ICT Policy and E-Strategy for Asia-Pacific Region

With the transformations occurring rapidly across the world, there are many challenges and opportunities countries have to improve their political, economic and social standing across the world. Many countries have the opportunity to focus on the achievement of the Millenium Development Goals for their citizens. But clearly, there is a lot of work ahead, especially with technology.

The ICT revolution is keeping the attention of the private sector, civil society and policy makers. The world is communicating and processing information rapidly and demanding more of this. With the ease of international trade, financial flows and global networking, ICT is becoming increasingly  important and there is a clear necessity for ICT policies and strategies in the Asia-Pacific region.

It is necessary for each nation in the region to step back and evaluate, implement and monitor the ICT strategy to more forward. At the United Nations Development Program’s Asia-Pacific Development Information Program they help a forum on ICT policies and e-strategies. The 17 point Kuala Lumpur Declaration was adopted. It emphasizes the need for specific policies on “poverty reduction, gender, infrastructure and access, human resources, content and applications, enterprises and entrepreneurs, and regional cooperation” through ICT policies. Currently the Asia-Pacific looks to expand and develop their ICT sector, but lack all the resources, abilities and funds to make this a reality. This is a problem because on policy suggests privatization though the private sector shows reluctance to supply services to the program.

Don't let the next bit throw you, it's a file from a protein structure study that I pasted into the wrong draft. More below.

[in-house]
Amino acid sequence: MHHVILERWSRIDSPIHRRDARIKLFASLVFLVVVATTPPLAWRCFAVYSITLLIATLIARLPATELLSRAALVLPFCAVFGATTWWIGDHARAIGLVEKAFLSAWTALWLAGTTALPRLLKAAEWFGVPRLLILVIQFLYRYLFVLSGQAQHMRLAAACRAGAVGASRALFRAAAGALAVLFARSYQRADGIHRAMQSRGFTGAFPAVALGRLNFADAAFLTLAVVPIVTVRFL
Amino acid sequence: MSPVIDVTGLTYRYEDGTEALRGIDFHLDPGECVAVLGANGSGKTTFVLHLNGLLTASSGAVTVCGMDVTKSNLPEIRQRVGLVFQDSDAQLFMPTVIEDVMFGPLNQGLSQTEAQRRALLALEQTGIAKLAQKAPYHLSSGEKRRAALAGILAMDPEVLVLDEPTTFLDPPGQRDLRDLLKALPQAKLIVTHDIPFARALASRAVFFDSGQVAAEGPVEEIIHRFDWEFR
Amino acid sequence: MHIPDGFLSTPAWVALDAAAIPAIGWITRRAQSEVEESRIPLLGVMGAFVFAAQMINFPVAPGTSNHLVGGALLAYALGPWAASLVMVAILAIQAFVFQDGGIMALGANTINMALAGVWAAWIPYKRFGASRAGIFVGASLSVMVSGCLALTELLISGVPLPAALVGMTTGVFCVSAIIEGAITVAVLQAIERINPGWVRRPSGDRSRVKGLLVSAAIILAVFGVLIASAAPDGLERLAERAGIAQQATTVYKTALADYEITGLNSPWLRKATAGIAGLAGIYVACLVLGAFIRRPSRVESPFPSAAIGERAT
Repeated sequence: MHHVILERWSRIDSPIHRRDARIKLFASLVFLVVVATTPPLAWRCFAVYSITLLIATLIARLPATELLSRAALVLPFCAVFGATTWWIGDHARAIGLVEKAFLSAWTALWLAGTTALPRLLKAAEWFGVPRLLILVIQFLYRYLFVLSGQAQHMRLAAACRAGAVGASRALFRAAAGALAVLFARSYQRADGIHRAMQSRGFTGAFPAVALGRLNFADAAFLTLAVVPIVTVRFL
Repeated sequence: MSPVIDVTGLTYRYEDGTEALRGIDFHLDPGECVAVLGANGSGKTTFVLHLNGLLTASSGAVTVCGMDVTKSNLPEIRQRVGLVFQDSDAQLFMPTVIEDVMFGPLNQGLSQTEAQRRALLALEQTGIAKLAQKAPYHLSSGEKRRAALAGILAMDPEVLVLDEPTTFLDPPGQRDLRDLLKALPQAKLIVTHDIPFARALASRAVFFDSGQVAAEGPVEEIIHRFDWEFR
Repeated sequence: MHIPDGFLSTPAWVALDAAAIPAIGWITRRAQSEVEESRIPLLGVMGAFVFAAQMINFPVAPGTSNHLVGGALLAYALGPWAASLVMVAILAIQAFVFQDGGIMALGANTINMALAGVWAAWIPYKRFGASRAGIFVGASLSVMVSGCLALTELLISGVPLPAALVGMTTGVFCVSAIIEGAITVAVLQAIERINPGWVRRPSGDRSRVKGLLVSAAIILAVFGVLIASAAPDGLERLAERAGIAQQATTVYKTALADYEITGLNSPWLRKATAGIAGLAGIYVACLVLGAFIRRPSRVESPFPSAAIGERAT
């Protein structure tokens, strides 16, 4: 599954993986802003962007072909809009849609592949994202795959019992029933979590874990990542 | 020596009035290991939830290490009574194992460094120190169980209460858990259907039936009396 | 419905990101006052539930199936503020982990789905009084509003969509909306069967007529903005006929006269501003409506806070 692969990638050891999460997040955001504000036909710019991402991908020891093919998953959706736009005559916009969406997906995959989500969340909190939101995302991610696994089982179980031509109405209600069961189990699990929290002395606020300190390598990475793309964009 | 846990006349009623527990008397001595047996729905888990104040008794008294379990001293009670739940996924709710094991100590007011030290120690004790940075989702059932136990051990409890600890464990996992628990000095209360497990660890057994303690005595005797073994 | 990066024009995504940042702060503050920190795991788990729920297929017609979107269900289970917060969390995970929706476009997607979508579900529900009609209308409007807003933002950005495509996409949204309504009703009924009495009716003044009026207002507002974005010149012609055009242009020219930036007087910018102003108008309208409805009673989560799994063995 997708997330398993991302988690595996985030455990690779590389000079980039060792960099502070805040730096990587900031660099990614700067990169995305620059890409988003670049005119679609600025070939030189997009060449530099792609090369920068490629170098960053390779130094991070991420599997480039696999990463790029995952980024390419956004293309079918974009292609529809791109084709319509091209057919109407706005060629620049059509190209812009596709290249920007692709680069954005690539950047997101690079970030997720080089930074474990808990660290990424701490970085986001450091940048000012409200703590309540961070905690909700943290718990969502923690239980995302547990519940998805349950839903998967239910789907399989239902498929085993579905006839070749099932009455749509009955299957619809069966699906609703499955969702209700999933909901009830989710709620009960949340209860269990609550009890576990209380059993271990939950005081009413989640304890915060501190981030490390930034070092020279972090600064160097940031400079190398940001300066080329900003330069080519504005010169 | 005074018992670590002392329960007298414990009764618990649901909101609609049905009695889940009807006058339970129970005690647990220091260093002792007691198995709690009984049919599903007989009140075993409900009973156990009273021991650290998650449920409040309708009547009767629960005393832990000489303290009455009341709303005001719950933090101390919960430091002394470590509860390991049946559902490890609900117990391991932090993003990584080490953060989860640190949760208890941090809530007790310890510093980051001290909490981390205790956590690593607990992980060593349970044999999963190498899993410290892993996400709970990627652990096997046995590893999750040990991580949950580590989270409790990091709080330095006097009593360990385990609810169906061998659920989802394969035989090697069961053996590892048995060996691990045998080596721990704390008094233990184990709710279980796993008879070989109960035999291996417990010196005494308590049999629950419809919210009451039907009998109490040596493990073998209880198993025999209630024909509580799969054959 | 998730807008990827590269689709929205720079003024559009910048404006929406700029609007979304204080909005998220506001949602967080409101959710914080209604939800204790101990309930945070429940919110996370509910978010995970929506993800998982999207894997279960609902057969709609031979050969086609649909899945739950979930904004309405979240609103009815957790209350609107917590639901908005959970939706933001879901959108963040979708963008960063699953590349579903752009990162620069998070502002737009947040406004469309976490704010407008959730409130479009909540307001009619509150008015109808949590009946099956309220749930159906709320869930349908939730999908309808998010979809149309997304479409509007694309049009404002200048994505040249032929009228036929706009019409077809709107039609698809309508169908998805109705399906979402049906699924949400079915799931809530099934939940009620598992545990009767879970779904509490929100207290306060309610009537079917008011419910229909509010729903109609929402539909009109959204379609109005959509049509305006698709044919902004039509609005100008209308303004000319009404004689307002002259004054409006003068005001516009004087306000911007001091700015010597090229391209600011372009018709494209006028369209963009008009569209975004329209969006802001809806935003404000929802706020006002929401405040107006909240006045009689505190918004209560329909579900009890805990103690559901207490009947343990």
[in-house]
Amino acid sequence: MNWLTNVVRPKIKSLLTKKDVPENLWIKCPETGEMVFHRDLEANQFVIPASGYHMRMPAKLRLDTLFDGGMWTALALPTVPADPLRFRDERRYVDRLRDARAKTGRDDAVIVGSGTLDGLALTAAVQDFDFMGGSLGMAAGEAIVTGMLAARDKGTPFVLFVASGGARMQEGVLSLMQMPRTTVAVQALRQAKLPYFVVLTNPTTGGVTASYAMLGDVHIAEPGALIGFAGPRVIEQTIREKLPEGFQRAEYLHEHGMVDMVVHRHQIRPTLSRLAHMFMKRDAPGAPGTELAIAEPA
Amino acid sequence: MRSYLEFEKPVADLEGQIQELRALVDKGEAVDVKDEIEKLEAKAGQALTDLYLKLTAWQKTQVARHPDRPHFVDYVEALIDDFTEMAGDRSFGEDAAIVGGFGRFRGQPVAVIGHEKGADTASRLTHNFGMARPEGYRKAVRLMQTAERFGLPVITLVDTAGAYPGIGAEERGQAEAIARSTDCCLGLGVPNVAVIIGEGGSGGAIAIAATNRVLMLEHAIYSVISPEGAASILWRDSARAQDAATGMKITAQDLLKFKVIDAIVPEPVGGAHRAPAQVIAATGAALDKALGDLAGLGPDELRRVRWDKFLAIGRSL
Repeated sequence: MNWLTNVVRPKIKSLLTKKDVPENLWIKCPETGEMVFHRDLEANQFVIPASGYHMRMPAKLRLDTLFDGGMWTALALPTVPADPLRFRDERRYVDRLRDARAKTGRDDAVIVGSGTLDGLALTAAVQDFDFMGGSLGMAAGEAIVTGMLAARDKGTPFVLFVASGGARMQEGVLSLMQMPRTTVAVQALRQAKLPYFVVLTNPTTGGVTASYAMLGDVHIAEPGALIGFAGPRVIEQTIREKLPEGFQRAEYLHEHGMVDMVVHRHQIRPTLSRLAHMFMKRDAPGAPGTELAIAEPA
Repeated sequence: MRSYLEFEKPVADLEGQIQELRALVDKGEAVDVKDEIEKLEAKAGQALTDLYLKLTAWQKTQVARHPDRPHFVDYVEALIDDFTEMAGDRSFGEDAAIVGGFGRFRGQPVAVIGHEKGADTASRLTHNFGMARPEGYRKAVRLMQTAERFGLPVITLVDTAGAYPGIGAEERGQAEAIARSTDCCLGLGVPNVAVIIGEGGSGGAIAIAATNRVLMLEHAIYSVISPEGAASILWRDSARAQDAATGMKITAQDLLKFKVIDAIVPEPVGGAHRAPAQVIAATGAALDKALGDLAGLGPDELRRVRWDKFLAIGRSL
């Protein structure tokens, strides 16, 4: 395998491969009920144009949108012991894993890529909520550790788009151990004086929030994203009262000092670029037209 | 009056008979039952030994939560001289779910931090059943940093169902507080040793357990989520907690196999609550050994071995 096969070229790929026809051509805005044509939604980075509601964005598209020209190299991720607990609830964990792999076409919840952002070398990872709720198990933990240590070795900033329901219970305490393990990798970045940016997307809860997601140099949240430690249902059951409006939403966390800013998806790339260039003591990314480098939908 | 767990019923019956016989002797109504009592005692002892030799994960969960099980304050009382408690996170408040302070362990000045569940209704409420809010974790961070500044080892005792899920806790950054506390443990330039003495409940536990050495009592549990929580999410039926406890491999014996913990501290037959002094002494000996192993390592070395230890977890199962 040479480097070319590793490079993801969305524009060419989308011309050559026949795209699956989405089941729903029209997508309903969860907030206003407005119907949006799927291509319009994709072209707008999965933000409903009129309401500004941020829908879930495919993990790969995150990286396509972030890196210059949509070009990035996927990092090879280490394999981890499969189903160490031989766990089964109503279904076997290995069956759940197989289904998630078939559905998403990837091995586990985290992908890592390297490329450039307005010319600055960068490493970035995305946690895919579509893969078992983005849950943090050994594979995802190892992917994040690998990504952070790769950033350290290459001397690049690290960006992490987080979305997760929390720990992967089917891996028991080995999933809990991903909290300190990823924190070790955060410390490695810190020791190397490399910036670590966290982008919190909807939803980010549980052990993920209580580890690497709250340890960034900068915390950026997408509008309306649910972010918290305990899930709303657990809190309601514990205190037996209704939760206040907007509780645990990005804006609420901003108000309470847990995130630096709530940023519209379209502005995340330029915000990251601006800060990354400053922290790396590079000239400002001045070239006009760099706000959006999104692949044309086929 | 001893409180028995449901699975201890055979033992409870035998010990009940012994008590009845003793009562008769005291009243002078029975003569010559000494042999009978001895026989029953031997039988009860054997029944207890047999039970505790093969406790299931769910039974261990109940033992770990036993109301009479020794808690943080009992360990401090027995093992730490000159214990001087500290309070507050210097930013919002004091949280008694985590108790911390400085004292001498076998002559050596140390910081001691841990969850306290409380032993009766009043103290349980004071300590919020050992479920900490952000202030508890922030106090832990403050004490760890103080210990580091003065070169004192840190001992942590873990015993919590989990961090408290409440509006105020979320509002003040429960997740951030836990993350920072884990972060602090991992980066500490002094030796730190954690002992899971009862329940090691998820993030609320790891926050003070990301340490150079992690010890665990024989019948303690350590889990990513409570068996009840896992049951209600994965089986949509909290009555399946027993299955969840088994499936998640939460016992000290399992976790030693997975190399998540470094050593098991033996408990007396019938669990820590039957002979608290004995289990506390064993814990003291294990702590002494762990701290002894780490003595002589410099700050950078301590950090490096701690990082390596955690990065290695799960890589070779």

Some progress has been made since the declaration. Community e-centers or telecenter models have been adopted across the region, including the Philippines. This is a way to achieve universal access to phones, computers and the internet. Broadband is important; however, not overemphasized like it may be in other places. The problem with these centers is that they often fail for many reasons. Often times the centers do not make long-term ties in the region, there is no education process within the facility, and they do not meet the immediate needs of the surrounding community.

Countries need need ICT policies that engage both the private sector and civil society organizations to move forward in the digital society. These capabilities will allow countries in the Asia-Pacific to meet the social, economic, political and cultural issues across the region–starting with the Millenium Development Goals.

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